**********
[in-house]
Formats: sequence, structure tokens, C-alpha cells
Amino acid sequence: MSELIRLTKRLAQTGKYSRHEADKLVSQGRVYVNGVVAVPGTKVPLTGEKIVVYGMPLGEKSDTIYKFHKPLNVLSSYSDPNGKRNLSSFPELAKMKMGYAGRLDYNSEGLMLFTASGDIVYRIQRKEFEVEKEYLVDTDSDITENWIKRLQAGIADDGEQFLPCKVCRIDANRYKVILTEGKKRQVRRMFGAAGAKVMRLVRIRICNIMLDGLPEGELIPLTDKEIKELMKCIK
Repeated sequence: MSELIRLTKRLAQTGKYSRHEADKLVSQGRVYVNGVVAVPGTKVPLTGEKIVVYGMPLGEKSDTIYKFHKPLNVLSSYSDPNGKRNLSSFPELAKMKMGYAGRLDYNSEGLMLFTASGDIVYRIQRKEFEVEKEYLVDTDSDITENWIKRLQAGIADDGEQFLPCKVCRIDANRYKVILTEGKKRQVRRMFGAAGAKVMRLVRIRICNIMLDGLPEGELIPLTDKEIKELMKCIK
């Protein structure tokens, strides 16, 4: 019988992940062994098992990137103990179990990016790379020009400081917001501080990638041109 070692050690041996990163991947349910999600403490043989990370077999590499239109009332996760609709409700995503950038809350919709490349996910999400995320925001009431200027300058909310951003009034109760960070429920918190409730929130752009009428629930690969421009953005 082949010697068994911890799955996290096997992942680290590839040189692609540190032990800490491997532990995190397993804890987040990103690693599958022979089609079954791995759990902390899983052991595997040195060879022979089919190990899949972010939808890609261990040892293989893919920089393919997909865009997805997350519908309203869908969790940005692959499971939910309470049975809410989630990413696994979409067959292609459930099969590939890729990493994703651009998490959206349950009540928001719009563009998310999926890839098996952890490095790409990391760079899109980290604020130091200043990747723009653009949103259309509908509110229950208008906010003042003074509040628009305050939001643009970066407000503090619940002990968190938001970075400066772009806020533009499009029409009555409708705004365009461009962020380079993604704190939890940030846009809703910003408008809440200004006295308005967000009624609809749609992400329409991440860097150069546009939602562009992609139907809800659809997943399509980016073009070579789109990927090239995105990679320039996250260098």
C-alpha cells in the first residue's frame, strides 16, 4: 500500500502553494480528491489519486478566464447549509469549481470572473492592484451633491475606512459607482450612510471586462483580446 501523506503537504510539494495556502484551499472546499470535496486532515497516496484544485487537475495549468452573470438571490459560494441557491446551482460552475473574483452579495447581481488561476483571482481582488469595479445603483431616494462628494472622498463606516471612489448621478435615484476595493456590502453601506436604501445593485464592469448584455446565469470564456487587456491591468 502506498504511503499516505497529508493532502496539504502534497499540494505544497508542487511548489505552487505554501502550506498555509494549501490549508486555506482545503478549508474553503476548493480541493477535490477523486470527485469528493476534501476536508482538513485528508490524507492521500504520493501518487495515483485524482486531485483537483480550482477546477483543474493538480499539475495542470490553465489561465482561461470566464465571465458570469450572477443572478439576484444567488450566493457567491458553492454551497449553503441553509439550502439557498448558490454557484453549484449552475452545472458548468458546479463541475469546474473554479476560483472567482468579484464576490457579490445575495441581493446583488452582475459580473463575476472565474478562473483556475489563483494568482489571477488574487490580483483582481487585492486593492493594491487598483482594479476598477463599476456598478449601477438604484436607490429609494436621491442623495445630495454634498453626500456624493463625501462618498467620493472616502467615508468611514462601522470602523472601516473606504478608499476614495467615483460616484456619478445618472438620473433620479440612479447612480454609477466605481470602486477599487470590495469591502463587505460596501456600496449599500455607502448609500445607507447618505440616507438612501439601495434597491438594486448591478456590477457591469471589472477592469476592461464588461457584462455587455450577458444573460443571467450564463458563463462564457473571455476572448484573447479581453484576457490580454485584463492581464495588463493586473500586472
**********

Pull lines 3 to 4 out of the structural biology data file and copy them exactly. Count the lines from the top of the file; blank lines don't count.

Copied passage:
Amino acid sequence: MSELIRLTKRLAQTGKYSRHEADKLVSQGRVYVNGVVAVPGTKVPLTGEKIVVYGMPLGEKSDTIYKFHKPLNVLSSYSDPNGKRNLSSFPELAKMKMGYAGRLDYNSEGLMLFTASGDIVYRIQRKEFEVEKEYLVDTDSDITENWIKRLQAGIADDGEQFLPCKVCRIDANRYKVILTEGKKRQVRRMFGAAGAKVMRLVRIRICNIMLDGLPEGELIPLTDKEIKELMKCIK
Repeated sequence: MSELIRLTKRLAQTGKYSRHEADKLVSQGRVYVNGVVAVPGTKVPLTGEKIVVYGMPLGEKSDTIYKFHKPLNVLSSYSDPNGKRNLSSFPELAKMKMGYAGRLDYNSEGLMLFTASGDIVYRIQRKEFEVEKEYLVDTDSDITENWIKRLQAGIADDGEQFLPCKVCRIDANRYKVILTEGKKRQVRRMFGAAGAKVMRLVRIRICNIMLDGLPEGELIPLTDKEIKELMKCIK